Quality indicators of diabetes care at DAHS: 1999-2009
International and Australian studies show that well structured approaches to diabetes care can improve short-term and intermediate patient outcomes. Derby Aboriginal Health Service (DAHS) is an Aboriginal community-controlled health service that was established in 1998. Key characteristics of DAHS include whole-of service involvement in internal CQI processes, use of electronic patient information and recall systems, and regional support and standardisation of care.
This study described the service characteristics of DAHS and documented diabetes management activities and intermediate clinical outcomes for Aboriginal patients with type 2 diabetes. Over the 10 years of the study (1999-2009):
- The proportion of clinical care activities undertaken according to regional protocols increased significantly, with very high levels recorded in the last 3 years (at least 70% of patients had each activity recorded).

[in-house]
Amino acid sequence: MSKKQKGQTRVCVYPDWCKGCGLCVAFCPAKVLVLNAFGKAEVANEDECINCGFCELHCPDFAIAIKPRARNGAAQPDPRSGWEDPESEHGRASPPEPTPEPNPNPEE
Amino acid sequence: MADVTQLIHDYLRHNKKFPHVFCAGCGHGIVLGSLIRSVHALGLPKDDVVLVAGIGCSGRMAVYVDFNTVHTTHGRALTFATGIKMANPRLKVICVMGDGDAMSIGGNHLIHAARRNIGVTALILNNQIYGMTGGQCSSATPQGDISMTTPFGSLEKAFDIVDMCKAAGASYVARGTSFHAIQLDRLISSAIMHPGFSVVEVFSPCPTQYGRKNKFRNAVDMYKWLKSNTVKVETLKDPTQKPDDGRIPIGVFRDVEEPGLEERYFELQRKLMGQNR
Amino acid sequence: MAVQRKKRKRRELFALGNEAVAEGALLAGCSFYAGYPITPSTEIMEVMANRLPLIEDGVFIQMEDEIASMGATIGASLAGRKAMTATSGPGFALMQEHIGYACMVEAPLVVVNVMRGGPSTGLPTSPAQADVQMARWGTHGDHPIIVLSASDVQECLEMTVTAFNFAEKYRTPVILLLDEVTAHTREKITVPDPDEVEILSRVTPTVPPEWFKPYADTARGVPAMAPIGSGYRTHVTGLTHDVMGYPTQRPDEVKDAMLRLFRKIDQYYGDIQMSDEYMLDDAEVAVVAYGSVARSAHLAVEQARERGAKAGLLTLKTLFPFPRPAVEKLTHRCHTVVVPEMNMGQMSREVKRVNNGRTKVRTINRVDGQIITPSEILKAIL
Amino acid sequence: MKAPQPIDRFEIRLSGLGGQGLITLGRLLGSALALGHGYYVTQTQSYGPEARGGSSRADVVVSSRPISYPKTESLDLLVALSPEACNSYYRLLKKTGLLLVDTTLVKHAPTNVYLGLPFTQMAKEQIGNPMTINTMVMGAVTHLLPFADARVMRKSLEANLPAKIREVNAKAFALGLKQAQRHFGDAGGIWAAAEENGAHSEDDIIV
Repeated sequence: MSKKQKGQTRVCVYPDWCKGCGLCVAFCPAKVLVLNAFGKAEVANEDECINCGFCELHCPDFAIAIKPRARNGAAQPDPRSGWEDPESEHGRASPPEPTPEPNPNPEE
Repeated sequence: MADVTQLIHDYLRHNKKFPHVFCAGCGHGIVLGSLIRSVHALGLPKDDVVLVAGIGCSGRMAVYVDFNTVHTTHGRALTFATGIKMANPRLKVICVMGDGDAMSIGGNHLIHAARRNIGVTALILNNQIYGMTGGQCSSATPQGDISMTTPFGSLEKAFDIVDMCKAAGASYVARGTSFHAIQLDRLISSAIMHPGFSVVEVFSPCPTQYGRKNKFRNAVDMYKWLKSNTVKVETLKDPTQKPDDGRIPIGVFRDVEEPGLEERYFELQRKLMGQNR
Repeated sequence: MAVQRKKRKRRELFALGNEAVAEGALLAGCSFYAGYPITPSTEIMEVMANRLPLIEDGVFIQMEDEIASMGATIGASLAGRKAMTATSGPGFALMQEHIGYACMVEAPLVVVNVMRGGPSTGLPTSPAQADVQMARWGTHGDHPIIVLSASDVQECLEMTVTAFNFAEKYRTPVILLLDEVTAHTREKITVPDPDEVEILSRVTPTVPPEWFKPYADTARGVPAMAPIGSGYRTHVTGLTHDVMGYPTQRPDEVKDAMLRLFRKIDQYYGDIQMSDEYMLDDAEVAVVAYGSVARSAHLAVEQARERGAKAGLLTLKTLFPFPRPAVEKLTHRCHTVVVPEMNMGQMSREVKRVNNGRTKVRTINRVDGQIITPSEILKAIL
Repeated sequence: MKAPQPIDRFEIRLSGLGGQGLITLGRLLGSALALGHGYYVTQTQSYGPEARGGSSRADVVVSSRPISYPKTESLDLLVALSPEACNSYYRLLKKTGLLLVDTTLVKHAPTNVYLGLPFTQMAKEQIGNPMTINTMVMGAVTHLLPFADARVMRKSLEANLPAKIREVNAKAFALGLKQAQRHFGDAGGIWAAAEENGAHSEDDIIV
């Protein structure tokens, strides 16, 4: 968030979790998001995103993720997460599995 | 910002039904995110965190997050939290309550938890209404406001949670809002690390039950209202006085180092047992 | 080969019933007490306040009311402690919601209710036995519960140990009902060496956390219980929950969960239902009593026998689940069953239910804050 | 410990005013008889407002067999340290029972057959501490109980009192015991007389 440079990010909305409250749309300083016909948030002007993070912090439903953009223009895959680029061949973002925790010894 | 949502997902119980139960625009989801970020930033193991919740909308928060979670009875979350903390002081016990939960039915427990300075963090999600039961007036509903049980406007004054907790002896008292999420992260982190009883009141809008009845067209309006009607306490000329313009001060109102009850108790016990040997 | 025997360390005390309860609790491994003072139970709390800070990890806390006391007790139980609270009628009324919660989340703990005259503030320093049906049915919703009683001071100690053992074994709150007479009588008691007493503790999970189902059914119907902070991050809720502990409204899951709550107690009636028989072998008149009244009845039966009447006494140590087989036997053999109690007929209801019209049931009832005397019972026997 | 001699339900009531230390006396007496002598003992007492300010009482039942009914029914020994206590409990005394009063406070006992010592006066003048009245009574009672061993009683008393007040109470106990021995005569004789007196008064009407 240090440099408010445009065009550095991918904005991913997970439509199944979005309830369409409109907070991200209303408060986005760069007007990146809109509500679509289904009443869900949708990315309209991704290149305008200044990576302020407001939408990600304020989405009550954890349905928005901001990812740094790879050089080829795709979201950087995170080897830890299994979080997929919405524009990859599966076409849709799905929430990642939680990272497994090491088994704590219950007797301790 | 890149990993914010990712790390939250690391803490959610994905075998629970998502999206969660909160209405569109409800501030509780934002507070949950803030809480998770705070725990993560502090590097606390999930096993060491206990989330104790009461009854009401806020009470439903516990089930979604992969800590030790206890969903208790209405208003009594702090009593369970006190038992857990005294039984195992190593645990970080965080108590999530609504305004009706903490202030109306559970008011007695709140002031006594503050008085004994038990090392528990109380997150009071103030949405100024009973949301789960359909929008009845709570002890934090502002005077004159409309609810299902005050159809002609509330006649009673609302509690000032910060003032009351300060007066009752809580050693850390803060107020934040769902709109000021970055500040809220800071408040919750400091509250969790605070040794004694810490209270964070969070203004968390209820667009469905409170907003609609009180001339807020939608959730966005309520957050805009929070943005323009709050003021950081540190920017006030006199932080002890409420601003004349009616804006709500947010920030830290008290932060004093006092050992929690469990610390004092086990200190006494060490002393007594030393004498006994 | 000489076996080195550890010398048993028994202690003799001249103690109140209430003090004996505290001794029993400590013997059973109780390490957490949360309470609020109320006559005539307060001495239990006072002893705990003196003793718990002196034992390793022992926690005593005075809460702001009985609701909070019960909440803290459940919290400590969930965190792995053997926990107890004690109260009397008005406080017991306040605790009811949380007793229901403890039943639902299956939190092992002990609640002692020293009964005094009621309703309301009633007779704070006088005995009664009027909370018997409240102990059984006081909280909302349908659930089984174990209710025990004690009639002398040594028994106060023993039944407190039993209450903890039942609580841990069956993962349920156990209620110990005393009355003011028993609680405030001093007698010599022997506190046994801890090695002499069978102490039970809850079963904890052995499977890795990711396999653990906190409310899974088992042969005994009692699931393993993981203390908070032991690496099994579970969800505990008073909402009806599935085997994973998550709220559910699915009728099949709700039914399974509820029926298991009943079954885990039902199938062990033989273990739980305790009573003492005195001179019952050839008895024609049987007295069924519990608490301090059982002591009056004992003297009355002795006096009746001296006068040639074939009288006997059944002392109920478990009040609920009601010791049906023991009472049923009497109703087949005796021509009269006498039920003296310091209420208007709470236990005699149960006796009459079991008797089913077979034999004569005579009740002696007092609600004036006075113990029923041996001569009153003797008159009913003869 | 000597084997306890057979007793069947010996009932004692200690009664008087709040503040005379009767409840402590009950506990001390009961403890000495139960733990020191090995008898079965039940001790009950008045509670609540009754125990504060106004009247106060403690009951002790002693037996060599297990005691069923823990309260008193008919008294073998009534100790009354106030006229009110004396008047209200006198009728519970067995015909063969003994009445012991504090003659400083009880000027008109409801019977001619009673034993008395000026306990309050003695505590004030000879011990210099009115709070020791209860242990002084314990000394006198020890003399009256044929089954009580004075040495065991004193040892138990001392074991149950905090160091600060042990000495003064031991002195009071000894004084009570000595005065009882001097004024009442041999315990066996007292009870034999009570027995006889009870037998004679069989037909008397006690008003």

- There were significant improvements in systolic BP, diastolic BP and cholesterol levels over the 10 years (P < 0.001 for all) and there were small improvements in HbA1c levels that approached statistical significance (P = 0.05).
This study shows that diabetes monitoring and outcomes can be improved and maintained over a 10-year period in a well supported remote Aboriginal community-controlled health service setting.
To our knowledge, the following publication it the first published Australian study looking at 10 years of diabetes management in primary care at an individual health service:
Julia V Marley,Carmel Nelson, Vicki O’Donnell and David Atkinson. Quality indicators of diabetes care: an example of remote-area Aboriginal primary health care over 10 years. Med J Aust 2012; 197 (7): 404-408.